How Using The Pareto Principal Can Make You More Effective!
Generally speaking, having a balanced life or taking a balanced point of view makes good sense. However, there is a case where a little imbalance can be beneficial to our personal success and help to make us more effective.
In the early 20th century, an Italian economist's research formed the basis of what became one of the greatest universal principles of all time. Vilfredo Pareto was researching the distribution of wealth in England, and discovered that 80% of the wealth was owned by 20% of the population. Further research found that very similar proportions applied in virtually every country.
Many other researchers subsequently discovered that similar ratios applied to countless other areas of economics, business and management. In the 1930s and 1940s a American Quality Management pioneer named Dr Joseph Juran was researching production defects, when he observed that 20% of all defects caused 80% of all problems.
Juran went on to describe what he called the 'vital few and trivial many' and was the first to use the term Pareto's Law or the Pareto Principle.
This became the common name for one of the greatest of all universal principles. In a nutshell, the Pareto Principle says the 20% of anything is responsible for 80% of the results.
The Pareto Principle states that there is a natural imbalance between input and output, causes and consequences, and effort and results. It states that a minority of effort usually leads to a majority of overall results. A few things are important but most are not.
There are countless examples of the 80/20 Principle, including:
20% of staff will do 80% of the work.
20% of most projects take up 80% of the total time and resources
80% of sales will come from 20% of sales staff
20% percent of staff will cause 80% of problems
20% of customers will account for 80% of sales
20% of products or services will account for 80% of profits
80% of consequences come from 20% of causes
80% of output comes from 20% of input
The Pareto Principal has since been applied to most areas of business and economics, and can be applied to almost anything from the natural world to the science of management.
Here are a few more light hearted examples:
20% of your friends account for 80% of your enjoyment and satisfaction.
20% of the clothes in your closet are worn 80% of the time
20% of your carpet probably gets 80% of the wear
20% of streets account for 80% of the traffic
20% of beer drinkers drink 80% of the beer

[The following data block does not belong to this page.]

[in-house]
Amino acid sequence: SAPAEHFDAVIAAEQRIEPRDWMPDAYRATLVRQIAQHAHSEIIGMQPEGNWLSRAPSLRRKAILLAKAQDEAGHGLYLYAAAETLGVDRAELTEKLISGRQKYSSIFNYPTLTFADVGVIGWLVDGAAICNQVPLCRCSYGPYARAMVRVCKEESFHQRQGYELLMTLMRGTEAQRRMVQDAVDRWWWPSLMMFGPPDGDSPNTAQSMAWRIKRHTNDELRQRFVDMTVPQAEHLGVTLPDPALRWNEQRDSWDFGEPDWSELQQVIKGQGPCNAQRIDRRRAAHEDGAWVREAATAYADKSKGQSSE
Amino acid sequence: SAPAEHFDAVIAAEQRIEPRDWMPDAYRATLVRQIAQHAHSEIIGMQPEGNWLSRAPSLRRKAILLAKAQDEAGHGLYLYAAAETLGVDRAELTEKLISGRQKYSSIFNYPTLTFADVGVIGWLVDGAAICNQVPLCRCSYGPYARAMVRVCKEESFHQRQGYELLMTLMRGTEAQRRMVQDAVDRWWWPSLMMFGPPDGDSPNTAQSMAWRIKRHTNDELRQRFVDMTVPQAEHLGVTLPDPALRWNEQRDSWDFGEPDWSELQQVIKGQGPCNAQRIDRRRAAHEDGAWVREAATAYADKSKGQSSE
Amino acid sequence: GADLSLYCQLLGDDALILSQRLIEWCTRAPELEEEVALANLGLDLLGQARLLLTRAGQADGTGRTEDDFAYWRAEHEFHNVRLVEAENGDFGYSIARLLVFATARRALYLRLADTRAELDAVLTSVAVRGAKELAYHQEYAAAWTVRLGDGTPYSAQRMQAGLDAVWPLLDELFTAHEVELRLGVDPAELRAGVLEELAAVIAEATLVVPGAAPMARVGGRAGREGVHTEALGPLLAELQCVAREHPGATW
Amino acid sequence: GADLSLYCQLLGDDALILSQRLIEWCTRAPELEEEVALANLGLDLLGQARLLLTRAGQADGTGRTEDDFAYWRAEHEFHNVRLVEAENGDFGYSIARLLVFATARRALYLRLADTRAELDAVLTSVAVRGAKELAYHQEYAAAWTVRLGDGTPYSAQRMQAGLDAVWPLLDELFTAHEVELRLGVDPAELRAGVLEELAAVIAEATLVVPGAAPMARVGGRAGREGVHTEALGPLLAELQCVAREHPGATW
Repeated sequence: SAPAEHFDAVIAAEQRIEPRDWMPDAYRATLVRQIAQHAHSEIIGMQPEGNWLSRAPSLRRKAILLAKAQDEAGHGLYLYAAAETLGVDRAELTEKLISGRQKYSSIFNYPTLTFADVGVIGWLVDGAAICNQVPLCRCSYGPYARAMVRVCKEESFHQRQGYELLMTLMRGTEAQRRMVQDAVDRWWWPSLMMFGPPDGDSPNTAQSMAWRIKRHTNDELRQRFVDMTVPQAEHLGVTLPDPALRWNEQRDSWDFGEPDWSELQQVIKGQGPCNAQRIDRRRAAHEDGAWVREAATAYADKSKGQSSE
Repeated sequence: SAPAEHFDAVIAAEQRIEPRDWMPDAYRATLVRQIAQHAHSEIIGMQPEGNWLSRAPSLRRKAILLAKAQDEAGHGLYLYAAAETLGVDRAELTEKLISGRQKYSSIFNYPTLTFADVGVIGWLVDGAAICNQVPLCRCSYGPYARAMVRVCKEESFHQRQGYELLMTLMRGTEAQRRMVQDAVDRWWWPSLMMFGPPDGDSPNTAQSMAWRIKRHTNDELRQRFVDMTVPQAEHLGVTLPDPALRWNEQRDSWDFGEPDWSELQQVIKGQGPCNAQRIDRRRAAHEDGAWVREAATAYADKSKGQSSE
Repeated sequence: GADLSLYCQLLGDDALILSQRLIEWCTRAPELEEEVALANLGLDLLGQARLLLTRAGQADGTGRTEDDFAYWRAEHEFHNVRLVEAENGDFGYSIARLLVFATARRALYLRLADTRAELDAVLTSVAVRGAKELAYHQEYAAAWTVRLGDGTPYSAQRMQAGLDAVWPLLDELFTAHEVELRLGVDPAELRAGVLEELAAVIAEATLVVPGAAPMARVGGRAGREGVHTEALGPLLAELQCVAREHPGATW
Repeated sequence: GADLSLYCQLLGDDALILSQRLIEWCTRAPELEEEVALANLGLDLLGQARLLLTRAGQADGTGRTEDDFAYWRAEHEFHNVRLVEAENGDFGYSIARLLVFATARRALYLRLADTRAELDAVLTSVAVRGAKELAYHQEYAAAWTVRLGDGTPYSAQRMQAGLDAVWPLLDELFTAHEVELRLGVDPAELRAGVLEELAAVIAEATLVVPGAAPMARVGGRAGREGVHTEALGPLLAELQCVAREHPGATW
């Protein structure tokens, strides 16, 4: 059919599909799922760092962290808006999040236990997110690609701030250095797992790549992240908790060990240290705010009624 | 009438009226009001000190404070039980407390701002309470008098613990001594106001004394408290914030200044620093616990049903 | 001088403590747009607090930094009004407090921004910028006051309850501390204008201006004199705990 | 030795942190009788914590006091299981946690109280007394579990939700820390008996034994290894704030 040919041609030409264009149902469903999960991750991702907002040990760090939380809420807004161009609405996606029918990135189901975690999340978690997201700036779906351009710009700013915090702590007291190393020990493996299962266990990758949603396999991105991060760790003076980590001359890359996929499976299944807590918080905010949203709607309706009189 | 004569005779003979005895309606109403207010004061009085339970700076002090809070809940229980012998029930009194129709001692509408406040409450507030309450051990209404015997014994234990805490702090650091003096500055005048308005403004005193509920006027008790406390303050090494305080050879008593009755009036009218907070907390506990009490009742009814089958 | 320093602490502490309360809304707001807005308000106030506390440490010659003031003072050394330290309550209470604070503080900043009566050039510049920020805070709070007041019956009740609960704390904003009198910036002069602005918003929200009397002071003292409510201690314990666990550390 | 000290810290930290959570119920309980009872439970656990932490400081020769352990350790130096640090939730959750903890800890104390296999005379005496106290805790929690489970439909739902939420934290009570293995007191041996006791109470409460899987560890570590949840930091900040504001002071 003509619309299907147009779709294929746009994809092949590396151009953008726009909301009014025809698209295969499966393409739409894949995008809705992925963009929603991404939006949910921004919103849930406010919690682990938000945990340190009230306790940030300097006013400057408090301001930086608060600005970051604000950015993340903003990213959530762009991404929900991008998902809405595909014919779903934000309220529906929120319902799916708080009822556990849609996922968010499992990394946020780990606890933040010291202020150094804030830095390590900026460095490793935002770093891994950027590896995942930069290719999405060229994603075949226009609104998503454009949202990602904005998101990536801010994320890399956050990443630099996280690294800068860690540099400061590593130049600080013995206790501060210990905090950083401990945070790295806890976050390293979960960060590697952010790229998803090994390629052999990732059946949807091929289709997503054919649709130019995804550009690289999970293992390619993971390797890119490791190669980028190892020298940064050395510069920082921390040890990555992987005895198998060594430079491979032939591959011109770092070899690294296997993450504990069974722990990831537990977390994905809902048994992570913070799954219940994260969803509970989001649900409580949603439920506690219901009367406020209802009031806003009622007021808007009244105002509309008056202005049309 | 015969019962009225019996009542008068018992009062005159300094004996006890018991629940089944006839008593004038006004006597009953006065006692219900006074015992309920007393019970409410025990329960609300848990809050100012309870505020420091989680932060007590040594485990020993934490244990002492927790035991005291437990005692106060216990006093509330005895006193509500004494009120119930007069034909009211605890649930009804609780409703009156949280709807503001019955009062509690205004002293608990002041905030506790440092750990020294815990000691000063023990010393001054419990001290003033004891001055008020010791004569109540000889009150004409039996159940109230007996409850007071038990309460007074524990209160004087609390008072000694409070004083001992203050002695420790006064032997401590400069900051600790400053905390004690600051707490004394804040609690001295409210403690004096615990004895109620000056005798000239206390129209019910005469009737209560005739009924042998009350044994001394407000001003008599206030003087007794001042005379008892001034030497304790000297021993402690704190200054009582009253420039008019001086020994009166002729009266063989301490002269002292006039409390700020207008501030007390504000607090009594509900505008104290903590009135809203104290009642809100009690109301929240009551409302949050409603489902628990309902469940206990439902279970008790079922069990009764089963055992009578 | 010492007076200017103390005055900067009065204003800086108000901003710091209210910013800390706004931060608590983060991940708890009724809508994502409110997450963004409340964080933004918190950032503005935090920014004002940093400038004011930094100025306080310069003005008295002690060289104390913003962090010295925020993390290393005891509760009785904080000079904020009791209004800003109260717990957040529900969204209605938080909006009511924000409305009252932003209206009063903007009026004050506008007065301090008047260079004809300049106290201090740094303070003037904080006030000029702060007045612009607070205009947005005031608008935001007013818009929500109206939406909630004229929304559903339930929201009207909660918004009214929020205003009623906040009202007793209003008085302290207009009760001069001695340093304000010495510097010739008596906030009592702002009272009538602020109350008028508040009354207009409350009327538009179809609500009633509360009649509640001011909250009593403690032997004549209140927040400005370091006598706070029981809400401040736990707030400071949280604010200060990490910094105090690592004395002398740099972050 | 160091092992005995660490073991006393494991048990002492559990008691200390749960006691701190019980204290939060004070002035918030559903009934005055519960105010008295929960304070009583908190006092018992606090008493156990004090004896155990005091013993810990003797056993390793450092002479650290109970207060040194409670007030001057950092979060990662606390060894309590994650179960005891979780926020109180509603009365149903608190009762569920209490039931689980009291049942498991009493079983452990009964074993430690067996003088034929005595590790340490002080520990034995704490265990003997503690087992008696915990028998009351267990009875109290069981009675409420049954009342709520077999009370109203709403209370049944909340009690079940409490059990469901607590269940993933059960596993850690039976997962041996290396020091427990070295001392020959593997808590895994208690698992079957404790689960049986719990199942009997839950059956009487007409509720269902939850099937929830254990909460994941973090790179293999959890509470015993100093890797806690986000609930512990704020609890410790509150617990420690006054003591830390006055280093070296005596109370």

You may be thinking this is all very interesting for researchers or economists, but be wondering what this has to do with personal development and success?
The short answer is plenty!
One of the most important and valuable applications of the Pareto Principal is relating to personal time and life management. We will all achieve a great deal more with our lives if we are able to more effectively manage our time and our day to day tasks. Most people who are serious about improving their lives will have many demands on their time pulling them in many different directions.
Consider these points:
20% of the tasks you complete will account for 80% of your results.
20% of your activities will account for 80% of the value of what you do.
This means that if you have 10 things to do, two of those things will be worth much more than all the others put together. Some tasks will be of 5 or more times value than others, even if they all take the same time to complete.
The value of the Pareto Principle is to remind us to identify and focus on the 20% that really matter. We should always try to identify and focus on the 20% that will produce 80% of our results. If something isn't going to be completed on any day we should always make sure it's not one of that 'vital' 20%.
It will usually be quite easy to identify our highest value tasks, although they will often be more difficult and demanding than other things on our list. It may take discipline to get started, but often a single task can offer great rewards and can even be worth more than all the others tasks put together. Concentrating on the results we will achieve, and the satisfaction we will feel by completing a demanding and high value task should help to keep us motivated.
It will often be tempting to start on things that you think you can complete quickly and hold off on the most important jobs. This is definitely not the way to get more done and to get closer to your goals. At all times before starting anything you should be asking yourself if this is the most effective and valuable use of your time. If you're not working on your highest value tasks at all times you are effectively wasting your time.
It takes discipline, but if you refuse to work on anything but your highest value tasks, you'll achieve more than you ever thought possible. We all have only so much time and energy on our hands. If we can work out how to make better use of both we will certainly enjoy much more fulfilling, productive and happier lives.